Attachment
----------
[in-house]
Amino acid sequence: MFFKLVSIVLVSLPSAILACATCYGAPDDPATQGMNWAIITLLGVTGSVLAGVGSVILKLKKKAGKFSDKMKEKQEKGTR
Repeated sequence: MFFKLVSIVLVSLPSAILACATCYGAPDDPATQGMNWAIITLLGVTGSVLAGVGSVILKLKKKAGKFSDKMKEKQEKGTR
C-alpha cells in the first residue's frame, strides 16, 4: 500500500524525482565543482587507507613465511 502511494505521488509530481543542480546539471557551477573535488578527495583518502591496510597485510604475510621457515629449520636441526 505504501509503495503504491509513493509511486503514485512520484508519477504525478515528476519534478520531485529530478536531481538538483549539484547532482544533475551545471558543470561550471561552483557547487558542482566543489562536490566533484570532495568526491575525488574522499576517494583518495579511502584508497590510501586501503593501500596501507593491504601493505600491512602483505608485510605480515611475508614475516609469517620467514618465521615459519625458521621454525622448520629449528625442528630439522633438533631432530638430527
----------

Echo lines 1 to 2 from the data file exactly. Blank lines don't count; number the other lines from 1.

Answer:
[in-house]
Amino acid sequence: MFFKLVSIVLVSLPSAILACATCYGAPDDPATQGMNWAIITLLGVTGSVLAGVGSVILKLKKKAGKFSDKMKEKQEKGTR